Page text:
There are many factors that influence employee satisfaction. Obviously, one of the first to come to mind is compensation. Whether it’s a salary or bonus, you’d be hard-pressed to find an employee who wouldn’t like a little extra in his or her paycheck.
But of course, there are other perks as well: flexible hours, paid time off, the ability to work from home, engaging in work that is personally rewarding, positive relationships with coworkers, the ability to travel (or to not travel, depending on the individual’s preferences), etc.
What Would Employees Give Up for a 10% Pay Bump?
But … let’s go back to money. As we constantly see in the news, unemployment is at historic lows, but at the same time, wage growth has been relatively stagnant.
According to a survey of 1,238 employed people in the United States conducted by LendEDU, respondents were asked what they would be willing to give up for a 10% increase in pay.
Here are some of the results:
- Roughly 35% would give up the right to vote in all elections for life for a 10% bump in pay; 9% would give up a child’s right to vote for the rest of their lives.
- Almost 56% would work an extra 10 hours a week for life for that 10% pay bump—apparently, say the study’s authors, they are not “realizing that working 25% more hours for a 10% bump isn’t exactly a good tradeoff.”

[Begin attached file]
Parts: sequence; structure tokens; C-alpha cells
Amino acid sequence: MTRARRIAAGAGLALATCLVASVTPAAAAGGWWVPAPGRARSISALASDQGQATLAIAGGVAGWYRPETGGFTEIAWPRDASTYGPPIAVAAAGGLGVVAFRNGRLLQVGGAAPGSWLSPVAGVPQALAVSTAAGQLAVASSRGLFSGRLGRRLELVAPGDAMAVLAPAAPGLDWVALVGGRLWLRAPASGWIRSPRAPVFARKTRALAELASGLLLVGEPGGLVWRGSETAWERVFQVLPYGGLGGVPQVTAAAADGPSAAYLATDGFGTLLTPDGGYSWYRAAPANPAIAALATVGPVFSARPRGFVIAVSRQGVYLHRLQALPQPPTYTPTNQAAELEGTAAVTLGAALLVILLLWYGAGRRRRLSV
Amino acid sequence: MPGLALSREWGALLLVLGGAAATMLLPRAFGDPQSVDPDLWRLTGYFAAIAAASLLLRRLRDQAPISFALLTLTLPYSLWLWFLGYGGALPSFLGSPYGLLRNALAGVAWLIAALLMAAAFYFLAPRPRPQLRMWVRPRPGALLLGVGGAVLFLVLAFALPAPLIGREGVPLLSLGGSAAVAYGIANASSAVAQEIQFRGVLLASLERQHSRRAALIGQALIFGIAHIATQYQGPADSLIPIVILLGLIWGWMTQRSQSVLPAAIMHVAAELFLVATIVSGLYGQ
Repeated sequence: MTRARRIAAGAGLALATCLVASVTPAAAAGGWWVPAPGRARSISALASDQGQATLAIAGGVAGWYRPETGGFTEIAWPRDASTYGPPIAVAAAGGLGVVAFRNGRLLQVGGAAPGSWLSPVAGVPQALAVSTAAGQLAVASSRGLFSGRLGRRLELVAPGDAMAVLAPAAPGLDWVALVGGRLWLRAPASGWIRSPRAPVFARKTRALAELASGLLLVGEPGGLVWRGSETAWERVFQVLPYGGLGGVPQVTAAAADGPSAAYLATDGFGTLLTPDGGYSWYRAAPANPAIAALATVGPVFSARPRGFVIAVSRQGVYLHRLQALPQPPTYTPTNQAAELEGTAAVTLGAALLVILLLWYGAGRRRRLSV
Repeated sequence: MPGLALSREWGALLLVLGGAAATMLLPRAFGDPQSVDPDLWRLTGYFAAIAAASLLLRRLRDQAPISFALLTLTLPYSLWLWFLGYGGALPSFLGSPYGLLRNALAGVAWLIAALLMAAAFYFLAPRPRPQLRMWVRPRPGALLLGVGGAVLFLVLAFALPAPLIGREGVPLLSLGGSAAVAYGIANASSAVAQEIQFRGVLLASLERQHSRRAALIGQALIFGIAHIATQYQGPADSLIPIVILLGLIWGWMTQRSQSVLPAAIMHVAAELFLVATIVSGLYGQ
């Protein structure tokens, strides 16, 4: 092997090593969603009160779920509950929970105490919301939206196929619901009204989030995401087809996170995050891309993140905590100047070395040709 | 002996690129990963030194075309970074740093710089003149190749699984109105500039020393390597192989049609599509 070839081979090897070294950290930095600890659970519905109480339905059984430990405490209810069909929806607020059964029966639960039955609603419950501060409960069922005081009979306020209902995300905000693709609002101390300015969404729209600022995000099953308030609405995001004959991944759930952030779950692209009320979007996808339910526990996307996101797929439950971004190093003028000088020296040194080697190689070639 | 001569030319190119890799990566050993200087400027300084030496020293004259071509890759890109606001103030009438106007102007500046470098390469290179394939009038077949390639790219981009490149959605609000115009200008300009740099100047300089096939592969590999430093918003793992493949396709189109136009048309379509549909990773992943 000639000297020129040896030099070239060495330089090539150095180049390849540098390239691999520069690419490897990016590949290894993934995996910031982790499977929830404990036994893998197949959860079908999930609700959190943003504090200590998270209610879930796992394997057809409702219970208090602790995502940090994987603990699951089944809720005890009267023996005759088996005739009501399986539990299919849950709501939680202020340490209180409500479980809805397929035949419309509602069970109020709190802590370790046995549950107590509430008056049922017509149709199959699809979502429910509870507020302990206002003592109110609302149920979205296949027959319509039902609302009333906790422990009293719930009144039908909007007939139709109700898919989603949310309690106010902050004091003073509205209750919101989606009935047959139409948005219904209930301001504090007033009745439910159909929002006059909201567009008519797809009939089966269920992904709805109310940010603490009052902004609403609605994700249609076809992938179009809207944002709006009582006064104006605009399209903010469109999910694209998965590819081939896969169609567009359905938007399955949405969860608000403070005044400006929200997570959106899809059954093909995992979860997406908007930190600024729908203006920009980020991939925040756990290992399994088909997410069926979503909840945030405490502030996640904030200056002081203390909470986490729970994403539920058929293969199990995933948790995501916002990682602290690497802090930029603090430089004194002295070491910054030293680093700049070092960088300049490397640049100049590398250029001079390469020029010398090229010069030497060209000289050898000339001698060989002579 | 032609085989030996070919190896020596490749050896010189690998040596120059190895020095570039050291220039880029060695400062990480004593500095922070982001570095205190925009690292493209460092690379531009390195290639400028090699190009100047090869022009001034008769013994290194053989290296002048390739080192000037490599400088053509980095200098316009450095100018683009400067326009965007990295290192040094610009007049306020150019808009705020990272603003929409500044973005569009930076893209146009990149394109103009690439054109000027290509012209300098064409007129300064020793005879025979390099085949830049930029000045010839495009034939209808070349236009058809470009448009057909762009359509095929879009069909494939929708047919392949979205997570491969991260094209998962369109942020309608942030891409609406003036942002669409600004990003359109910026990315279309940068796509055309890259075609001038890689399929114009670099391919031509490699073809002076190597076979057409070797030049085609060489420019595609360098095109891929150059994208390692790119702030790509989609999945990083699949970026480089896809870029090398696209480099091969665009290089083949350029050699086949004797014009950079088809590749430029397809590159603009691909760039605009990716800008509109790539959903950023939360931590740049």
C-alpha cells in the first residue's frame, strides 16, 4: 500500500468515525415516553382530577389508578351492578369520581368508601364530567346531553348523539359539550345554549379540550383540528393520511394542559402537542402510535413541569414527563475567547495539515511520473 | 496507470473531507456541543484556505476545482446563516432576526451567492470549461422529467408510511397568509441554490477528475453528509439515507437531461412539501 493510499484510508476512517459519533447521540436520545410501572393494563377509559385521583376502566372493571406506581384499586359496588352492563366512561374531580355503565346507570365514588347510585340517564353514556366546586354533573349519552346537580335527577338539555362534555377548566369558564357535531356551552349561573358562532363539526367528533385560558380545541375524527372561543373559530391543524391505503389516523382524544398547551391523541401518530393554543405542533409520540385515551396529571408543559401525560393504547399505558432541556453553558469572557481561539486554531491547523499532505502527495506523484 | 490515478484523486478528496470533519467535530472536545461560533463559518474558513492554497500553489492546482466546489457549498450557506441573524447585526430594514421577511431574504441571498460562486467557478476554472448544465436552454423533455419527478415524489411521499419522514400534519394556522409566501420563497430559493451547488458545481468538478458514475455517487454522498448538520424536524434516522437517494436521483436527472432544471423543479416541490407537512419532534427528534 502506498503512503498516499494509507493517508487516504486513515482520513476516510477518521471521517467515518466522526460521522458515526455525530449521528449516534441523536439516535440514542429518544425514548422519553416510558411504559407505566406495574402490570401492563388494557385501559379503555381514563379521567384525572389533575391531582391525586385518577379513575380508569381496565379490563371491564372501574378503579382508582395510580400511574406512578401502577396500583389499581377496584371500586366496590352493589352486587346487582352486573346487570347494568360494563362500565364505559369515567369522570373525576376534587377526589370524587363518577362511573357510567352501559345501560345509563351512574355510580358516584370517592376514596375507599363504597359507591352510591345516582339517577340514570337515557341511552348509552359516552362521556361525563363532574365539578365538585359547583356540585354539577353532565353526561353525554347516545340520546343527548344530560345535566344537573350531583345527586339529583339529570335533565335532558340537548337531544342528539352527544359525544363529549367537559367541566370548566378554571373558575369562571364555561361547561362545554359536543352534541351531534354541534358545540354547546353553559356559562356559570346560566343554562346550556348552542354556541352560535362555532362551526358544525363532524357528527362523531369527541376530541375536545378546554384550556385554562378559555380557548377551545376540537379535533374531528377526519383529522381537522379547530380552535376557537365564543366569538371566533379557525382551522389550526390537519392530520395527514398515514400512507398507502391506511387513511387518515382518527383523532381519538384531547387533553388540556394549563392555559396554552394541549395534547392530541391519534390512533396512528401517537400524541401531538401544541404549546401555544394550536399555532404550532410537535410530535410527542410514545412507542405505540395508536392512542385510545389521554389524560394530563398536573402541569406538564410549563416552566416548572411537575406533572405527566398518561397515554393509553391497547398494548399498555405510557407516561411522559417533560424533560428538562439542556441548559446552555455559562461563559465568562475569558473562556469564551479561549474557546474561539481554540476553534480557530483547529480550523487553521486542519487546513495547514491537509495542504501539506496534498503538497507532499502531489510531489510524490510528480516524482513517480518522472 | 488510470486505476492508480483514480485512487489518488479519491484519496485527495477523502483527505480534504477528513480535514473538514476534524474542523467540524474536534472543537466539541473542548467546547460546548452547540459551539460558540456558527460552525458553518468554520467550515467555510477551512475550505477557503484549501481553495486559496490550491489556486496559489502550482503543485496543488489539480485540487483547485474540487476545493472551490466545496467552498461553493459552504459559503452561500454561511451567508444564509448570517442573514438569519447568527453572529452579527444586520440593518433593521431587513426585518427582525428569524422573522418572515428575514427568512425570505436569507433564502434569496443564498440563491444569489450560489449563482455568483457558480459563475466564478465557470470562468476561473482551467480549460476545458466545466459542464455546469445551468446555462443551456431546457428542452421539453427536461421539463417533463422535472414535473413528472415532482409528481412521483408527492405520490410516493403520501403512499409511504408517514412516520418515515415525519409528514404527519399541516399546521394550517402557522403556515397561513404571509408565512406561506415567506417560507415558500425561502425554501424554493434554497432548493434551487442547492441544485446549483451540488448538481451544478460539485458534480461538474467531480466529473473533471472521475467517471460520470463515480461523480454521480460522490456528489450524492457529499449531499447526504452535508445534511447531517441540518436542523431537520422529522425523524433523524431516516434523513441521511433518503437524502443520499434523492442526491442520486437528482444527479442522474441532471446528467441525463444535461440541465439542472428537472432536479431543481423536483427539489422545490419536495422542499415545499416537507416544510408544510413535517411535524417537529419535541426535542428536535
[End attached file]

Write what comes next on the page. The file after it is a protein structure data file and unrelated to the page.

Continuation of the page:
- Roughly 89% would stop watching Game of Thrones for life.
- 73% would give up all alcoholic beverages for the next 5 years.
- 56% would work an extra 10 hours per week for life.
- 54% would give up all social media for 5 years.
- 51% would give up watching movies for the next 3 years.
- 50% would work one day every weekend for the next year.
- 44% would give up exercise for the next 5 years.
- 40% would give up dental care.
- 15% would give up all of their vacation days for the next 5 years.
- 19% would give up access to health insurance for the next 5 years.
- 12% would break up with their partner or significant other.
- 5% would eat a single Tide Pod.
The results of the LendEDU survey are amusing, to say the least, but they do point to how important employees see financial compensation, even when so many often cite work/life balance, flexibility, and other perks as important.
What would your employees be willing to give up for a 10% bump in pay? You may want to ask them.